If you need to brush up on Bible stories, the walls of the Cathedral of the Sacred Heart will help.
The Cathedral is exhibiting a show of 41 hand-sewn Panamanian molas depicting biblical scenes.
A mola is a panel of reversed appliqué that is worn on the front and back of the blouses of the women of the Kuna Indians of the San Blas Islands, off the eastern shore of Panama. The word means shirt or clothing in the Kuna’s native language. They don’t have to be religious in nature, although this collection is.
The exhibit, “Molas: From Eden to Eternity,” is the work of Christians in Visual Arts, an organization of artists, pastors and supporters of the arts who try to use the arts to teach about Christianity. The exhibit has traveled the country, including a stop at Yale.
Eileen Daily, a professor of theology at Saint Mary’s University, helped curate the show. Daily did her doctoral dissertation on using Christian art in religious education.
“It’s not often that you get this broad of a spectrum of Bible stories told,” Daily said.
The molas reflect different viewpoints of the same scene. Three panels show scenes of Adam and Eve. One is modeled after Michelangelo’s “The Creation of Adam.”
Each image is accompanied by a caption in English and Spanish. A Spanish class at SMU helped translate the captions. Daily came up with a question for each to help prompt discussion.
One of Daily’s favorite molas depicts Daniel in the Lion’s Den.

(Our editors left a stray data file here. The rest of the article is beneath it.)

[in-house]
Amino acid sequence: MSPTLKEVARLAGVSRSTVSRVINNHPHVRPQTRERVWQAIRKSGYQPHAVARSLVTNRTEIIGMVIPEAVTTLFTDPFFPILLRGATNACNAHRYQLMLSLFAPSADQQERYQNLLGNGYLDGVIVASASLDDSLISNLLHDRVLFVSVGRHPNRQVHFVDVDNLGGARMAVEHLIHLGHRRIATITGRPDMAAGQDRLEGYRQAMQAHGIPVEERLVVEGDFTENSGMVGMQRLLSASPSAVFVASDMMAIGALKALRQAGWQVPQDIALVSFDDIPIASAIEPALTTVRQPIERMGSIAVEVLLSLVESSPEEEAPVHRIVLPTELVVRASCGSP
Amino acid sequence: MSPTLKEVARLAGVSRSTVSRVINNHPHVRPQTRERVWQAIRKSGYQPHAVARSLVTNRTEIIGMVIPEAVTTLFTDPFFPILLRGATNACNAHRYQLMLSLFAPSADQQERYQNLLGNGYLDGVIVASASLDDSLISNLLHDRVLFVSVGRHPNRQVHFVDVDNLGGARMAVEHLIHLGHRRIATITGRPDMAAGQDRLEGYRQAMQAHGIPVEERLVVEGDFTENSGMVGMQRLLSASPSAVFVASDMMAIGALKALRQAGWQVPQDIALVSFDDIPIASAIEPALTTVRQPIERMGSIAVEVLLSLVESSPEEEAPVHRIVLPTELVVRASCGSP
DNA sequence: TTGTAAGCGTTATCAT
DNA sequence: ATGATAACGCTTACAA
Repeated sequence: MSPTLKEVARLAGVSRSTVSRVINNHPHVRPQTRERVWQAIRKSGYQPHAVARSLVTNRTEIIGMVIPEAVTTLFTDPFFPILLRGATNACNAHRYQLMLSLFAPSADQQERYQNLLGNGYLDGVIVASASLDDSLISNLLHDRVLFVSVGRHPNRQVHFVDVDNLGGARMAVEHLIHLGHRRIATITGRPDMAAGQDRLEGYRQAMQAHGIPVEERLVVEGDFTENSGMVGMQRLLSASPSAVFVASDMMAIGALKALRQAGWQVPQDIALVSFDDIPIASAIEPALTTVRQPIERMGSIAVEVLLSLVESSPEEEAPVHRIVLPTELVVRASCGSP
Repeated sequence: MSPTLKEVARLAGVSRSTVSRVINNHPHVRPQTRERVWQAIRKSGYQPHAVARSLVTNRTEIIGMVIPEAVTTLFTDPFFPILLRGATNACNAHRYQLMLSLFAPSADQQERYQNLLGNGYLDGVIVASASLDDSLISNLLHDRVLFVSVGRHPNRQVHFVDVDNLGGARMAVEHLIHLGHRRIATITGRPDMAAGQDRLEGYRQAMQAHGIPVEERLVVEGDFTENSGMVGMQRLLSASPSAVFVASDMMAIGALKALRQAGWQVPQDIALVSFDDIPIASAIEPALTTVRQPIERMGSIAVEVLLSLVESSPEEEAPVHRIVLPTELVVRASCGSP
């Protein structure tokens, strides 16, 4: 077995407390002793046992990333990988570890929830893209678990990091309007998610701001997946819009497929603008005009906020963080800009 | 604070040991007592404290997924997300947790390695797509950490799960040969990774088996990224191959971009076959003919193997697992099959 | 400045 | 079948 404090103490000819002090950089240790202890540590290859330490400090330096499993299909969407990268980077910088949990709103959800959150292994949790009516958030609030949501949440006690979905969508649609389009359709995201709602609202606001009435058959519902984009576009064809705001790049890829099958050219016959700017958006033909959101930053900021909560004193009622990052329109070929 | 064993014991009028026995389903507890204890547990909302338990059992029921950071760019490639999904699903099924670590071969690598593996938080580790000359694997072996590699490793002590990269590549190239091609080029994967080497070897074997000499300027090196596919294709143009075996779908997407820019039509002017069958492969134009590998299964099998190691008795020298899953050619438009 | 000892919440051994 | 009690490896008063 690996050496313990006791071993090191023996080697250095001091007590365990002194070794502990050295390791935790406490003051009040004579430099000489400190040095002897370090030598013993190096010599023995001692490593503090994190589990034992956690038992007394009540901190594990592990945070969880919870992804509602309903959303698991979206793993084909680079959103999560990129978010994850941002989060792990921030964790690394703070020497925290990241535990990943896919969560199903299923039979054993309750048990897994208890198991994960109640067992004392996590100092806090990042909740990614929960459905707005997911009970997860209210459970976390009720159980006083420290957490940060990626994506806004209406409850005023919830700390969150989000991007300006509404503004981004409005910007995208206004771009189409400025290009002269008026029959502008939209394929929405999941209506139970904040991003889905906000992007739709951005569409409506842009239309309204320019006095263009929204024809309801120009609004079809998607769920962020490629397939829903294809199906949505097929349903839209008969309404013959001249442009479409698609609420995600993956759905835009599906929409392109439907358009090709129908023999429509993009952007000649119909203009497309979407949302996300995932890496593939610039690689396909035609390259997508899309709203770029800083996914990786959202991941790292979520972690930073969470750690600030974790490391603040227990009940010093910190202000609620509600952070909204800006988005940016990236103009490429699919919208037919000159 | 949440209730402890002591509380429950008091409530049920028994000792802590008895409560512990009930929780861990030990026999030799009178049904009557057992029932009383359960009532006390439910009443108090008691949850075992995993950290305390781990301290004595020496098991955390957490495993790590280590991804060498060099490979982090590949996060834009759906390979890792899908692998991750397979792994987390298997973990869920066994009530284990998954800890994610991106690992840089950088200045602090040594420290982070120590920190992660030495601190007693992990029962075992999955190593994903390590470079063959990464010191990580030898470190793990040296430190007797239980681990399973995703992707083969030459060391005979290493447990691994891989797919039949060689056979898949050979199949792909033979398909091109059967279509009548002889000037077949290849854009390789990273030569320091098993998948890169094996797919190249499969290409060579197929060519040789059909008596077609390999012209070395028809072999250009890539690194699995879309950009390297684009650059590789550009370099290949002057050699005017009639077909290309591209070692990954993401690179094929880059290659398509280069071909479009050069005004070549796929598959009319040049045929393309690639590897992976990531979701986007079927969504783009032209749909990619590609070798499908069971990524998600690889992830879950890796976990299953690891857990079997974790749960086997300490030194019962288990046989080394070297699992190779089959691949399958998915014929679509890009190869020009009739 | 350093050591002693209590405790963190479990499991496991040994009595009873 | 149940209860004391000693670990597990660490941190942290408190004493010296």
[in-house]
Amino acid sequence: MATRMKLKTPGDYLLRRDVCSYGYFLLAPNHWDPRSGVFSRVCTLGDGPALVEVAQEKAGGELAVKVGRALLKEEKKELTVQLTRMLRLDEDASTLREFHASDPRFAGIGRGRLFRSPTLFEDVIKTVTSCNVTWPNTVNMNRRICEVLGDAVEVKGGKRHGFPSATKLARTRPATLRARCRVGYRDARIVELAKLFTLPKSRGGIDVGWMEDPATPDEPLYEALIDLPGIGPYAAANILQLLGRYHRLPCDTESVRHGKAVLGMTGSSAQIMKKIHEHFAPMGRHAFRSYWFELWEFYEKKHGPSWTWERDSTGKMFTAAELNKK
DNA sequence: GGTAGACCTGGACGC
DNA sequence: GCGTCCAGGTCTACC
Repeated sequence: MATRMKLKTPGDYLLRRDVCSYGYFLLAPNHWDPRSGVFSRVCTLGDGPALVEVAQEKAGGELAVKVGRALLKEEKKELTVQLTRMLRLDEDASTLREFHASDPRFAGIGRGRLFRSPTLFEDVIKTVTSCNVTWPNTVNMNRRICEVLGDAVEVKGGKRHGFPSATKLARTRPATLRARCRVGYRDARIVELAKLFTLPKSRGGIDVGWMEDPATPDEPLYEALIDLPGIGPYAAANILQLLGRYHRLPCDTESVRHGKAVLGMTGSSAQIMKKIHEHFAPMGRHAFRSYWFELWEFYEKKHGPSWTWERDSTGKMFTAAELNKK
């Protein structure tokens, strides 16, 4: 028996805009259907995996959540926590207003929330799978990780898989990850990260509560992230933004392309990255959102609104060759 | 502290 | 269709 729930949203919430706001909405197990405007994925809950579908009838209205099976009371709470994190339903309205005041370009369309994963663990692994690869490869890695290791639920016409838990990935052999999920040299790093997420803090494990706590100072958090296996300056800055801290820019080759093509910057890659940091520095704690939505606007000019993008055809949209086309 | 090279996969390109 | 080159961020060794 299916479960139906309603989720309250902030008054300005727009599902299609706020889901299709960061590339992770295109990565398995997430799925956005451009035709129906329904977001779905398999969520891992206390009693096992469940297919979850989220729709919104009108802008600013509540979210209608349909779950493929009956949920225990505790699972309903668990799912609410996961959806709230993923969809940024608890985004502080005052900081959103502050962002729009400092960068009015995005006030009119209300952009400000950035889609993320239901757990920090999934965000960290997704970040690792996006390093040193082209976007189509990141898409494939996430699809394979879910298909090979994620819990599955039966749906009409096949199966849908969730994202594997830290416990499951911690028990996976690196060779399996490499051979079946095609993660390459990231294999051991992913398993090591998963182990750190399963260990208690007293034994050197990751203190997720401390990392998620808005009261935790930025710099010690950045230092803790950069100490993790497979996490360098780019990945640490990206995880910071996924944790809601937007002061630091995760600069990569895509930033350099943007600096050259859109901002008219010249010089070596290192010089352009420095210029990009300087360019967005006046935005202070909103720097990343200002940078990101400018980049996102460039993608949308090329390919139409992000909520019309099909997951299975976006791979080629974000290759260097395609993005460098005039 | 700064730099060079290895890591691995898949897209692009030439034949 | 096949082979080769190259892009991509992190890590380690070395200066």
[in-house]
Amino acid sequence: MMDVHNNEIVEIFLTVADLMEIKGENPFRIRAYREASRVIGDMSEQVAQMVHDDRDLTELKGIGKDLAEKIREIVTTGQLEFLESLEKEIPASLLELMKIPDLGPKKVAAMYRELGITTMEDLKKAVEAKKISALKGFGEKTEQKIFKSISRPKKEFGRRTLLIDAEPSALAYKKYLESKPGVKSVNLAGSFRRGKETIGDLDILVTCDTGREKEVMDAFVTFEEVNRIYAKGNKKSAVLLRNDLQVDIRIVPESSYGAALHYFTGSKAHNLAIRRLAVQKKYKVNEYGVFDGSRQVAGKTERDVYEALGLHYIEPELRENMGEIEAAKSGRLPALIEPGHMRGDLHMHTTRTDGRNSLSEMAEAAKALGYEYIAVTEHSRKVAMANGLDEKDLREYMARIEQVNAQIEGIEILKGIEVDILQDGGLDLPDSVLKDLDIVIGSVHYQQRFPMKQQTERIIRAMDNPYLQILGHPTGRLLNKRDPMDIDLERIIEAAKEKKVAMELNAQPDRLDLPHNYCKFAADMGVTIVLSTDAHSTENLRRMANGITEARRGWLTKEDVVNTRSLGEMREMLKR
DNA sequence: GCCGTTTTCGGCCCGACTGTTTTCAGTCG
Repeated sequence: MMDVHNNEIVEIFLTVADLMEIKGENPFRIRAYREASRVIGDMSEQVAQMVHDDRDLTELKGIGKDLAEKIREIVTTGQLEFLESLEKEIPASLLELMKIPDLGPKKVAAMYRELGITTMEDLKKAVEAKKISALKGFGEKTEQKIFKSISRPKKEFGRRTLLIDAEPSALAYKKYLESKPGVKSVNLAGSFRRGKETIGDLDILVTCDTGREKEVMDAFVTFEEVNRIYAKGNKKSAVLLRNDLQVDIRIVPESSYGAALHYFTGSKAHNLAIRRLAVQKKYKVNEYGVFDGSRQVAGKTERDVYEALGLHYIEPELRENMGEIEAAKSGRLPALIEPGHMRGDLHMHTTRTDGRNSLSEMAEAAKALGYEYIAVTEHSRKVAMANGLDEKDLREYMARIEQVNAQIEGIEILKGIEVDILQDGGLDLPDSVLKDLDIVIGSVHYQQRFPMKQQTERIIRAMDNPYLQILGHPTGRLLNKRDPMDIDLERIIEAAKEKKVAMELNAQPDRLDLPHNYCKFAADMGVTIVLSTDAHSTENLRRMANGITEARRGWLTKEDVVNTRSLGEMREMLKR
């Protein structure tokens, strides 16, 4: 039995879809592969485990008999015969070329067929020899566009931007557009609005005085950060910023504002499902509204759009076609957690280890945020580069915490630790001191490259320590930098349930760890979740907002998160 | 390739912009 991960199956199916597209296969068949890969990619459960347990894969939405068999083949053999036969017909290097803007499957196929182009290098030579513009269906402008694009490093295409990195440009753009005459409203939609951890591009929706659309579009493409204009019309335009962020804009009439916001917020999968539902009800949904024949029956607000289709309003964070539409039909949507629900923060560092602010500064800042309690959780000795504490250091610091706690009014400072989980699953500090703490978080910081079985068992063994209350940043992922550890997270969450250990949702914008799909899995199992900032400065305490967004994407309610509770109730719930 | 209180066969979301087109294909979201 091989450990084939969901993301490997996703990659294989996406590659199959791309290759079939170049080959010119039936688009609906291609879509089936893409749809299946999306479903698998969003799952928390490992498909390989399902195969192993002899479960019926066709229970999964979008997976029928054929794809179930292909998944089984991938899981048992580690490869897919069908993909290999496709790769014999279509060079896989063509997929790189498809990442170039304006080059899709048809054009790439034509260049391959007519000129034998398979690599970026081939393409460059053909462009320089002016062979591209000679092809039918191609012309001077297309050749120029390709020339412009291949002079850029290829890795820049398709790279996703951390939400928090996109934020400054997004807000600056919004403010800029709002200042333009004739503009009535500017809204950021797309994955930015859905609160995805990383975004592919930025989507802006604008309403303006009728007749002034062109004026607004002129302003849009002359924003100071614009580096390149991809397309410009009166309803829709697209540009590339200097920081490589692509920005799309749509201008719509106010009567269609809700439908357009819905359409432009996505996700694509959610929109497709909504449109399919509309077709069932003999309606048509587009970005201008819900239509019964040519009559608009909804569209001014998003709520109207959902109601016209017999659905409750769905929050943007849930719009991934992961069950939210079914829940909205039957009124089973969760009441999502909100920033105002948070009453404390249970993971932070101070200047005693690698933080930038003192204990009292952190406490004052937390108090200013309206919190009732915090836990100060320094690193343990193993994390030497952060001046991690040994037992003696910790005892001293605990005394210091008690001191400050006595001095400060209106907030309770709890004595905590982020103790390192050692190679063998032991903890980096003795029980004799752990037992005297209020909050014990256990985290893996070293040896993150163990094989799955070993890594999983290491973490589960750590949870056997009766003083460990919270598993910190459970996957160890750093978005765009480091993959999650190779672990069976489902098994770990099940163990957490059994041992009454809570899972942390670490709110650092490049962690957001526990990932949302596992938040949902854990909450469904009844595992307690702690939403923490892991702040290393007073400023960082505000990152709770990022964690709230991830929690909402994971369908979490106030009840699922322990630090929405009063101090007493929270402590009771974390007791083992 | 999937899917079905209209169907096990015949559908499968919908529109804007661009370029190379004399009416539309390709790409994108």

“The King has thrown him into the lion’s den and he’s just hanging out,” Daily said. “He has such a comfort level with his faith. He knows God’s there.”
The question accompanying the image: Where do we see evidence of this kind of faith?
Other religious-themed molas are for sale at the church’s gift shop, priced from $60 to $200. The Rev. John Sauer, the church’s rector, was the first customer. He bought one depicting Santa Claus to add to his Santa collection.
“Each one is so unique,” Sauer said. “The personality of the artist really comes through.”
Show highlights new space
The show is the first in the Cathedral’s new gathering space, which was created as part of a $5.1 million renovation of the church that began in January 2006.
One of the things Sauer hopes the gathering space of the church does is help provide a connection with the arts.
“The church has such a strong tradition of that, whether it’s theater or music or visual arts,” Sauer said.
The next scheduled display will be woodcarvings by a nun from Notre Dame and will tie in with the Lenten season. The five-piece exhibit will show the sorrows of the Blessed Virgin Mary.
Daily sees the exhibit of molas as a celebration of the Bible and a celebration of art.
“It isn’t about worshipping these images,” Daily said. “It’s about learning from them.” Winona Daily News
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